Thousands evacuated for Usagi

WREAKING HAVOC::The typhoon caused power outages in about 100,000 households, mainly in southern counties, but power supplies were restored by yesterday evening

By Shelley Shan  /  Staff Reporter

Mon, Sep 23, 2013 - Page 1

More than 4,000 people in 11 cities and counties were preemptively evacuated as torrential rainfall brought by Typhoon Usagi threatened people in southern and eastern Taiwan, the Central Emergency Operation Center said.

Usagi is the strongest typhoon the nation has seen in 20 years.

Central Weather Bureau statistics showed that Tiansiang (天祥) in Hualien County has seen the highest amount of rainfall in the nation by 2pm, with accumulated rainfall between Thursday and yesterday topping 785mm.

Tiansiang was followed by Siangyang (向陽) in Taitung County and Dahanshan (大漢山), where accumulated rainfall reached 754mm and 718mm respectively.

Usagi moved further south than the bureau had forecasted, with rainfall falling below its estimates.

By 2pm yesterday, 673 people remained in shelters.

Meanwhile, the typhoon yesterday caused power outages in about 100,000 households, mainly in Pingtung and Taitung counties.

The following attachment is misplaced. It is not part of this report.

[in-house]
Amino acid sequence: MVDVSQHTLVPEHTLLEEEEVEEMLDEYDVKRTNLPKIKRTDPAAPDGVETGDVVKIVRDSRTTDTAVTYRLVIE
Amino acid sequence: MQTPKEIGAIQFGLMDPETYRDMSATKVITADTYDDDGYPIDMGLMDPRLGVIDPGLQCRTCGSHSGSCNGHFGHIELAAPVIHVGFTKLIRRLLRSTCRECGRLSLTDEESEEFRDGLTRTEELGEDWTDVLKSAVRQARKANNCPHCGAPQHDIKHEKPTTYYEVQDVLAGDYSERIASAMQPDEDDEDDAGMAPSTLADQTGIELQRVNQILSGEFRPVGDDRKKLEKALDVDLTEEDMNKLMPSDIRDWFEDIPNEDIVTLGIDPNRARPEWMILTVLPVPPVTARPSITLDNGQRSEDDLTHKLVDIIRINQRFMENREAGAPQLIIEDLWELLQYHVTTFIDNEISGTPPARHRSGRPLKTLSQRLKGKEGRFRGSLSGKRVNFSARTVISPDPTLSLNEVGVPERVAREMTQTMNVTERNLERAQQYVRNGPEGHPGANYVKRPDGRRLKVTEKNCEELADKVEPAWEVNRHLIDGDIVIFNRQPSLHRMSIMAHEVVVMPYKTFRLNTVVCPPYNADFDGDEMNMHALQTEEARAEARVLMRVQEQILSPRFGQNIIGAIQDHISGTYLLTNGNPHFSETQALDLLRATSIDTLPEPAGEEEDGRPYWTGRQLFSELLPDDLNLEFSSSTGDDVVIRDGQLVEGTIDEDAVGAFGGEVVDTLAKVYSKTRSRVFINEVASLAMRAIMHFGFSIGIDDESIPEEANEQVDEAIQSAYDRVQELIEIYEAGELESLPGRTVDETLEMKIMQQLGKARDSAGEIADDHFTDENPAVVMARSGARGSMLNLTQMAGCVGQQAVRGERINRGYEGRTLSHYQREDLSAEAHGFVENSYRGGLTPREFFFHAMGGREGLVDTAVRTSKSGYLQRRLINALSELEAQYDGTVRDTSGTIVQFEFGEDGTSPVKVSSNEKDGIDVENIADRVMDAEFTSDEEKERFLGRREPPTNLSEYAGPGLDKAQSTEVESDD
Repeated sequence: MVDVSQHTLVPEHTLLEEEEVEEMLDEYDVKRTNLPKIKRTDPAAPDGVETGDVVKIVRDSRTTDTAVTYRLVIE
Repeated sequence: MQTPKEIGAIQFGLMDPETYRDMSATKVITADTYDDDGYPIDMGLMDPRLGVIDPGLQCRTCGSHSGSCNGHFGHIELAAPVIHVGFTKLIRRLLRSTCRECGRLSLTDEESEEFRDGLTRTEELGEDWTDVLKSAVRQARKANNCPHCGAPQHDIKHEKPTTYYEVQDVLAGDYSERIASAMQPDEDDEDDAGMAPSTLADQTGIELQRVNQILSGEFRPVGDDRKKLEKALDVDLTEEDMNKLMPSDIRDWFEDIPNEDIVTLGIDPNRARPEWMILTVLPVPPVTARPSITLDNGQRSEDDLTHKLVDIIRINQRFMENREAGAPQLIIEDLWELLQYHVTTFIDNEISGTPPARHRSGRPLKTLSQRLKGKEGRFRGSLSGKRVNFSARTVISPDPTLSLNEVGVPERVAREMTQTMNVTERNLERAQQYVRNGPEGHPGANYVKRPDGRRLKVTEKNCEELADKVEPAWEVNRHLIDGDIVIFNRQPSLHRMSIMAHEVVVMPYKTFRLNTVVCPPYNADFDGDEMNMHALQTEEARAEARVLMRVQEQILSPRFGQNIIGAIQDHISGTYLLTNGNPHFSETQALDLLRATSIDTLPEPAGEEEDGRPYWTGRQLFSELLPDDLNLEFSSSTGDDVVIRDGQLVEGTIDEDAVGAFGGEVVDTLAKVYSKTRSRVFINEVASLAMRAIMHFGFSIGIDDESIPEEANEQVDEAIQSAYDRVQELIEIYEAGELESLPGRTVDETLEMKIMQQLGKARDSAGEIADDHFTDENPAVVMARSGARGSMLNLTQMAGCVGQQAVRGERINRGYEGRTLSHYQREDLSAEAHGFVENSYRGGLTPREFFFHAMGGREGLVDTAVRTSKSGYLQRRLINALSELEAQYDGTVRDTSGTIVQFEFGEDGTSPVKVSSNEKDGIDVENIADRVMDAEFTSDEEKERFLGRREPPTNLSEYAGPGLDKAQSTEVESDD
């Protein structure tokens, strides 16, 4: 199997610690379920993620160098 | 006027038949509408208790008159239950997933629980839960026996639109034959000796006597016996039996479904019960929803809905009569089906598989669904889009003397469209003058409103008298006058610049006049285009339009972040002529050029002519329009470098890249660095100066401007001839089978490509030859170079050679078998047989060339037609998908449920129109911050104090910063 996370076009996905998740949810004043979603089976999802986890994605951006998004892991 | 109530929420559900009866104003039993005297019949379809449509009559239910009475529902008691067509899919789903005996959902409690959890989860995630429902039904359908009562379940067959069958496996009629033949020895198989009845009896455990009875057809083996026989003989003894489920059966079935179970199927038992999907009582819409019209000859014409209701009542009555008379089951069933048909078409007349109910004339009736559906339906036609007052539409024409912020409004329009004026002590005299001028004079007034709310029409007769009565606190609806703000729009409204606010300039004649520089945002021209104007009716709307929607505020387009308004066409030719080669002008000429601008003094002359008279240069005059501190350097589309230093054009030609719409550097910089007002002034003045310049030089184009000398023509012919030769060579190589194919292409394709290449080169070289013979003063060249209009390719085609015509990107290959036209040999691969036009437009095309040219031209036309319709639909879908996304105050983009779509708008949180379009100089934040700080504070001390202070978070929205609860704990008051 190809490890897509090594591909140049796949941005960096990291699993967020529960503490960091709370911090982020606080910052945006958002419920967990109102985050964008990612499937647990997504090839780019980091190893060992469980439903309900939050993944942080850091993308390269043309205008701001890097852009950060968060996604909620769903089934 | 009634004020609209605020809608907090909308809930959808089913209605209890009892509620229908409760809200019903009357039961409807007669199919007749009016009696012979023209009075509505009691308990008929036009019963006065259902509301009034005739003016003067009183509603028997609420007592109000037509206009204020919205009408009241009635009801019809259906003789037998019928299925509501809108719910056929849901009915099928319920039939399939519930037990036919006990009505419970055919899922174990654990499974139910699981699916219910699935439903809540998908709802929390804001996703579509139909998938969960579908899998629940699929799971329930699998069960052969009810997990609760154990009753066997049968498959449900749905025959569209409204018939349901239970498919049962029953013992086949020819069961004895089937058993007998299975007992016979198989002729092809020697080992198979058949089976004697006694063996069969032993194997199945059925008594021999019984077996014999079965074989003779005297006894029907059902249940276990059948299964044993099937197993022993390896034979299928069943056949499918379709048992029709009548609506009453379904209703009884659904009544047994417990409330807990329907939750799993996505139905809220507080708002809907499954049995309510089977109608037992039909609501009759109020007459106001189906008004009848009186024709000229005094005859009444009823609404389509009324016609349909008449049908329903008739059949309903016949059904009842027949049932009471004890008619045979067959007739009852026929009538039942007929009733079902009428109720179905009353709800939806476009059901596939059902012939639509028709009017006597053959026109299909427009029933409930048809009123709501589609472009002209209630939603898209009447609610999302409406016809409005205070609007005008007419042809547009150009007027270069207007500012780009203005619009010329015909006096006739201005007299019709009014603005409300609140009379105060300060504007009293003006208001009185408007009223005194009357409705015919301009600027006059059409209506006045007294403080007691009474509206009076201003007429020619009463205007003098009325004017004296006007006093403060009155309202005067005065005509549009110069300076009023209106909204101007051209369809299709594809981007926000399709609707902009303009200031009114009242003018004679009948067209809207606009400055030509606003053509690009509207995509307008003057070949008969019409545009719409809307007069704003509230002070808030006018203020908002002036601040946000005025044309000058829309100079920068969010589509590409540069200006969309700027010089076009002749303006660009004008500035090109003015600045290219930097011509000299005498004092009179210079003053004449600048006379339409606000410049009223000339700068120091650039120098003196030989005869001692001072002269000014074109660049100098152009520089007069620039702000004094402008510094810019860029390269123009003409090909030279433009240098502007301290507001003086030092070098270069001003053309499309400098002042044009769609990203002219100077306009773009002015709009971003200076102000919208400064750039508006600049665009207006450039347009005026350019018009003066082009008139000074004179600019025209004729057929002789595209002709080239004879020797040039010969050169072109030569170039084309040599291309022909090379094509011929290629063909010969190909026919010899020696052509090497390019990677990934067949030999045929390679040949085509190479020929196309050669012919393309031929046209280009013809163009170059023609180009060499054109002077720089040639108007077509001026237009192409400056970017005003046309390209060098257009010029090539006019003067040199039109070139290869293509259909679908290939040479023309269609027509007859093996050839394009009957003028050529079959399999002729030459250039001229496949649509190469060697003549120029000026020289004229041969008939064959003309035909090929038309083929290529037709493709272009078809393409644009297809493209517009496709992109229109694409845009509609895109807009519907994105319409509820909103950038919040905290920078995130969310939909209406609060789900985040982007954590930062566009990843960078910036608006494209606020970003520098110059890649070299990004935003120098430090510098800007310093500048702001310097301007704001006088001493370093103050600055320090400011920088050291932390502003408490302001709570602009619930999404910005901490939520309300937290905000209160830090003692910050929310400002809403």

By yesterday evening, the Taiwan Power Co (台電) managed to restore the power supply to the affected homes.

In Kinmen County, eight men and four women were injured by falling trees on Saturday.

Torrential rainfall brought by Usagi devastated the hot spring scenic area in Jhihben (知本), Taitung County, with incidents and damage reported at both the north bank and south bank of the Jhihben River.

The rising water caused the levee on the north bank to collapse, leading to inundations in residents’ houses.

The Hoya Hot Springs Resort & Spa on the river’s south bank was affected by mudflows.

Images captured on the hotel’s surveillance tapes showed guests hurrying to leave.

“We were terrified,” one of the guests said. “We heard a loud bang and the front desk called us to come down. We did not bring anything with us. When the elevator opened, we were dumbfounded to see mud flowing in. We quickly fled.”

Infrastructural damage was reported in Kenting and Hengchun in Pingtung County as well.

Meanwhile, passengers eager to return Taipei after a four-day holiday started lining up at the railway station in Hualien early yesterday morning, as many who were supposed to return on Saturday were forced to spend another day in Hualien due to the cancelation of the Taipei-Hualien train service on Saturday evening.

The bureau yesterday lifted both land and sea alerts for Typhoon Usagi as it swept toward southern China, causing 106 international flights to be canceled and delaying 23 others.

Hong Kong International Airport has suspended all the flights scheduled to depart or arrive after 6pm yesterday.

Passengers traveling to Hong Kong today are advised to contact their airline before going to the airport.

Chances of showers today are high in southern and eastern Taiwan as well as in Penghu, Kinmen and Matsu.

Some regions in northern and central Taiwan might also see afternoon thundershowers.